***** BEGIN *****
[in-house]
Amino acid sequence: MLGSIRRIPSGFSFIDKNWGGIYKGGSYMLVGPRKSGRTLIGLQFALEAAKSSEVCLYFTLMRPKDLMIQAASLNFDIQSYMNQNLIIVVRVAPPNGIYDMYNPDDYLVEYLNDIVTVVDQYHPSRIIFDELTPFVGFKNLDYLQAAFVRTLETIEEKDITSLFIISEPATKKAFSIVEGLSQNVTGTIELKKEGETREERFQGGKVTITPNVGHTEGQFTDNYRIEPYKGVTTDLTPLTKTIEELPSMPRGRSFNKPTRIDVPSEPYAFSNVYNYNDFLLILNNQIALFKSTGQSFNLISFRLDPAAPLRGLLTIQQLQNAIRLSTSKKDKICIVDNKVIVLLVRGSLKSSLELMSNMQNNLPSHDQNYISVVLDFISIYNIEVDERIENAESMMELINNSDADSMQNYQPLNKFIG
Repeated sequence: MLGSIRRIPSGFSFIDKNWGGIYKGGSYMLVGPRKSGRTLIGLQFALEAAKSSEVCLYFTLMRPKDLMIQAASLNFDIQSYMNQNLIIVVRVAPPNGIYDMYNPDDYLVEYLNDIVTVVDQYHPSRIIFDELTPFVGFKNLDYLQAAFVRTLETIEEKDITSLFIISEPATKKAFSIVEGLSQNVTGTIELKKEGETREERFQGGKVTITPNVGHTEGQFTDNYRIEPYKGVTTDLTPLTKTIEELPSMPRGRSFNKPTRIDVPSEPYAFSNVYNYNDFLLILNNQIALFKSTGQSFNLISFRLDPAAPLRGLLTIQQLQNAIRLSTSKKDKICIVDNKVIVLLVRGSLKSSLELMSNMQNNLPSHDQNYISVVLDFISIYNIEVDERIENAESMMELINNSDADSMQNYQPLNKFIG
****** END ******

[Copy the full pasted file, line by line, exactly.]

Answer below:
[in-house]
Amino acid sequence: MLGSIRRIPSGFSFIDKNWGGIYKGGSYMLVGPRKSGRTLIGLQFALEAAKSSEVCLYFTLMRPKDLMIQAASLNFDIQSYMNQNLIIVVRVAPPNGIYDMYNPDDYLVEYLNDIVTVVDQYHPSRIIFDELTPFVGFKNLDYLQAAFVRTLETIEEKDITSLFIISEPATKKAFSIVEGLSQNVTGTIELKKEGETREERFQGGKVTITPNVGHTEGQFTDNYRIEPYKGVTTDLTPLTKTIEELPSMPRGRSFNKPTRIDVPSEPYAFSNVYNYNDFLLILNNQIALFKSTGQSFNLISFRLDPAAPLRGLLTIQQLQNAIRLSTSKKDKICIVDNKVIVLLVRGSLKSSLELMSNMQNNLPSHDQNYISVVLDFISIYNIEVDERIENAESMMELINNSDADSMQNYQPLNKFIG
Repeated sequence: MLGSIRRIPSGFSFIDKNWGGIYKGGSYMLVGPRKSGRTLIGLQFALEAAKSSEVCLYFTLMRPKDLMIQAASLNFDIQSYMNQNLIIVVRVAPPNGIYDMYNPDDYLVEYLNDIVTVVDQYHPSRIIFDELTPFVGFKNLDYLQAAFVRTLETIEEKDITSLFIISEPATKKAFSIVEGLSQNVTGTIELKKEGETREERFQGGKVTITPNVGHTEGQFTDNYRIEPYKGVTTDLTPLTKTIEELPSMPRGRSFNKPTRIDVPSEPYAFSNVYNYNDFLLILNNQIALFKSTGQSFNLISFRLDPAAPLRGLLTIQQLQNAIRLSTSKKDKICIVDNKVIVLLVRGSLKSSLELMSNMQNNLPSHDQNYISVVLDFISIYNIEVDERIENAESMMELINNSDADSMQNYQPLNKFIG